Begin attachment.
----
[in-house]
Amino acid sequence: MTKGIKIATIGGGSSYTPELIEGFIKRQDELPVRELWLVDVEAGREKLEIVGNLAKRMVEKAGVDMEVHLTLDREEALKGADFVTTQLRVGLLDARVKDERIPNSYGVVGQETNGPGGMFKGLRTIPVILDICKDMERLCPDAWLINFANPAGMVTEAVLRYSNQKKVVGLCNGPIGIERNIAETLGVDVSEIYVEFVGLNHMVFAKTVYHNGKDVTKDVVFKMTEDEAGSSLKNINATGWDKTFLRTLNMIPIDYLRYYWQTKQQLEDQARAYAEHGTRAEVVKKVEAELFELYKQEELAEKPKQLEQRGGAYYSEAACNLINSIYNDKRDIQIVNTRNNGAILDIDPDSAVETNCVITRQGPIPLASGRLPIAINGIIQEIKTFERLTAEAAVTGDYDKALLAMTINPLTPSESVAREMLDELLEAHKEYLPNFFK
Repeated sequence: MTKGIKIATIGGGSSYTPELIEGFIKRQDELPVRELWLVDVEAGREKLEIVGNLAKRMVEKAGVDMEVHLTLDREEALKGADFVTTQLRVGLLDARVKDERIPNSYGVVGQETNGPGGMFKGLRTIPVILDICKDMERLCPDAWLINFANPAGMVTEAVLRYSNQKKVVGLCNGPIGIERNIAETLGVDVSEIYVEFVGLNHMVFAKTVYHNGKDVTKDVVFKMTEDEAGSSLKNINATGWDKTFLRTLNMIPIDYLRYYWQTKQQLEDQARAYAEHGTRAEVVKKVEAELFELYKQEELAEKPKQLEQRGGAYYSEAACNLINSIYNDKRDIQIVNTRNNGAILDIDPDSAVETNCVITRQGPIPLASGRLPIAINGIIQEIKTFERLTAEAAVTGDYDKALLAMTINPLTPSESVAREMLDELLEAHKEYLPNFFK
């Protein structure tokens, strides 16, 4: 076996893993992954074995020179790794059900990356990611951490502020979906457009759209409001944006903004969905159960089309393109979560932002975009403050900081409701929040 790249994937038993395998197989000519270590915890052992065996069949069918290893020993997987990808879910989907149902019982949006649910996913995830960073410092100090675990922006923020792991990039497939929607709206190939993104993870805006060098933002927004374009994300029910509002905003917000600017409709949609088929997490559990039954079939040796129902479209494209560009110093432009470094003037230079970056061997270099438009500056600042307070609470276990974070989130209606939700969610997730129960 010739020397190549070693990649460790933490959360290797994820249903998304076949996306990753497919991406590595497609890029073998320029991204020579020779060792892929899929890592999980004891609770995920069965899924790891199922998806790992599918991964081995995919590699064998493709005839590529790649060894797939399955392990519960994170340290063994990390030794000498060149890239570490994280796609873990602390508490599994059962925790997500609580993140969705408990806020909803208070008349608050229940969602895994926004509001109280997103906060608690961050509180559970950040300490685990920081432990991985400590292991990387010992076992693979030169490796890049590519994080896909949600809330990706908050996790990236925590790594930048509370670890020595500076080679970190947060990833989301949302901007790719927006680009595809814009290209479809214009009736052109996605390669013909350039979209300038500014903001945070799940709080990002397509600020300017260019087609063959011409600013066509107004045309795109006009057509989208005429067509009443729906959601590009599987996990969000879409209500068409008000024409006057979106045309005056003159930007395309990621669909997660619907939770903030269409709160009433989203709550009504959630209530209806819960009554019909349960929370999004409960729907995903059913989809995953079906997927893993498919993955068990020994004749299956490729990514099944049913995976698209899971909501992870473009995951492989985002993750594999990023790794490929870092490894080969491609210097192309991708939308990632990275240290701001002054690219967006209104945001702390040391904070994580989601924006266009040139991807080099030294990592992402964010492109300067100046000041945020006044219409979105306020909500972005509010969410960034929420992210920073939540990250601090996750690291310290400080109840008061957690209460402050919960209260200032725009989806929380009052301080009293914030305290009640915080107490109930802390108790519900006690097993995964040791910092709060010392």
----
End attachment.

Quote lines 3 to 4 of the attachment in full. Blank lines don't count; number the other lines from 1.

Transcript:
Repeated sequence: MTKGIKIATIGGGSSYTPELIEGFIKRQDELPVRELWLVDVEAGREKLEIVGNLAKRMVEKAGVDMEVHLTLDREEALKGADFVTTQLRVGLLDARVKDERIPNSYGVVGQETNGPGGMFKGLRTIPVILDICKDMERLCPDAWLINFANPAGMVTEAVLRYSNQKKVVGLCNGPIGIERNIAETLGVDVSEIYVEFVGLNHMVFAKTVYHNGKDVTKDVVFKMTEDEAGSSLKNINATGWDKTFLRTLNMIPIDYLRYYWQTKQQLEDQARAYAEHGTRAEVVKKVEAELFELYKQEELAEKPKQLEQRGGAYYSEAACNLINSIYNDKRDIQIVNTRNNGAILDIDPDSAVETNCVITRQGPIPLASGRLPIAINGIIQEIKTFERLTAEAAVTGDYDKALLAMTINPLTPSESVAREMLDELLEAHKEYLPNFFK
């Protein structure tokens, strides 16, 4: 076996893993992954074995020179790794059900990356990611951490502020979906457009759209409001944006903004969905159960089309393109979560932002975009403050900081409701929040 790249994937038993395998197989000519270590915890052992065996069949069918290893020993997987990808879910989907149902019982949006649910996913995830960073410092100090675990922006923020792991990039497939929607709206190939993104993870805006060098933002927004374009994300029910509002905003917000600017409709949609088929997490559990039954079939040796129902479209494209560009110093432009470094003037230079970056061997270099438009500056600042307070609470276990974070989130209606939700969610997730129960 010739020397190549070693990649460790933490959360290797994820249903998304076949996306990753497919991406590595497609890029073998320029991204020579020779060792892929899929890592999980004891609770995920069965899924790891199922998806790992599918991964081995995919590699064998493709005839590529790649060894797939399955392990519960994170340290063994990390030794000498060149890239570490994280796609873990602390508490599994059962925790997500609580993140969705408990806020909803208070008349608050229940969602895994926004509001109280997103906060608690961050509180559970950040300490685990920081432990991985400590292991990387010992076992693979030169490796890049590519994080896909949600809330990706908050996790990236925590790594930048509370670890020595500076080679970190947060990833989301949302901007790719927006680009595809814009290209479809214009009736052109996605390669013909350039979209300038500014903001945070799940709080990002397509600020300017260019087609063959011409600013066509107004045309795109006009057509989208005429067509009443729906959601590009599987996990969000879409209500068409008000024409006057979106045309005056003159930007395309990621669909997660619907939770903030269409709160009433989203709550009504959630209530209806819960009554019909349960929370999004409960729907995903059913989809995953079906997927893993498919993955068990020994004749299956490729990514099944049913995976698209899971909501992870473009995951492989985002993750594999990023790794490929870092490894080969491609210097192309991708939308990632990275240290701001002054690219967006209104945001702390040391904070994580989601924006266009040139991807080099030294990592992402964010492109300067100046000041945020006044219409979105306020909500972005509010969410960034929420992210920073939540990250601090996750690291310290400080109840008061957690209460402050919960209260200032725009989806929380009052301080009293914030305290009640915080107490109930802390108790519900006690097993995964040791910092709060010392």